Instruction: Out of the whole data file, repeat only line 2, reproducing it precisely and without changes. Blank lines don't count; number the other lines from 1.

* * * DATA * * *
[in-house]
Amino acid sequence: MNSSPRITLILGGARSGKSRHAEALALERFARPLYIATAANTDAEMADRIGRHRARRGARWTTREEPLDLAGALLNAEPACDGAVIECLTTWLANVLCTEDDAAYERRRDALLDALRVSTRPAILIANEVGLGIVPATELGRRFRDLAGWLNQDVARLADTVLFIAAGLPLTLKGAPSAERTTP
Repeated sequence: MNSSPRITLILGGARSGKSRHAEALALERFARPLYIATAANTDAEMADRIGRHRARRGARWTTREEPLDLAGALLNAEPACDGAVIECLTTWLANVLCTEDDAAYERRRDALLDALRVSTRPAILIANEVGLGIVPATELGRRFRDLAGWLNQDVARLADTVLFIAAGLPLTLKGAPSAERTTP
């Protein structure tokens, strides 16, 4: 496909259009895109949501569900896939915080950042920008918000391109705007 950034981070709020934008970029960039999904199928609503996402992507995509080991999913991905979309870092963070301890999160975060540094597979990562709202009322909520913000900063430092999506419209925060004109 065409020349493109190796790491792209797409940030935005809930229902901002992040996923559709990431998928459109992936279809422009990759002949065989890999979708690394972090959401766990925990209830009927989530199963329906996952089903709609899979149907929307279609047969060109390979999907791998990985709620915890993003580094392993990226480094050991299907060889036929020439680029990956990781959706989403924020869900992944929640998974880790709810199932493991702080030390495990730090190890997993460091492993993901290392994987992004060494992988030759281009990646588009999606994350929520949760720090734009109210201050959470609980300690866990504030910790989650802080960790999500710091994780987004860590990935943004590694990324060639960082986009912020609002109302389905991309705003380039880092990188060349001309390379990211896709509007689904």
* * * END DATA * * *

Amino acid sequence: MNSSPRITLILGGARSGKSRHAEALALERFARPLYIATAANTDAEMADRIGRHRARRGARWTTREEPLDLAGALLNAEPACDGAVIECLTTWLANVLCTEDDAAYERRRDALLDALRVSTRPAILIANEVGLGIVPATELGRRFRDLAGWLNQDVARLADTVLFIAAGLPLTLKGAPSAERTTP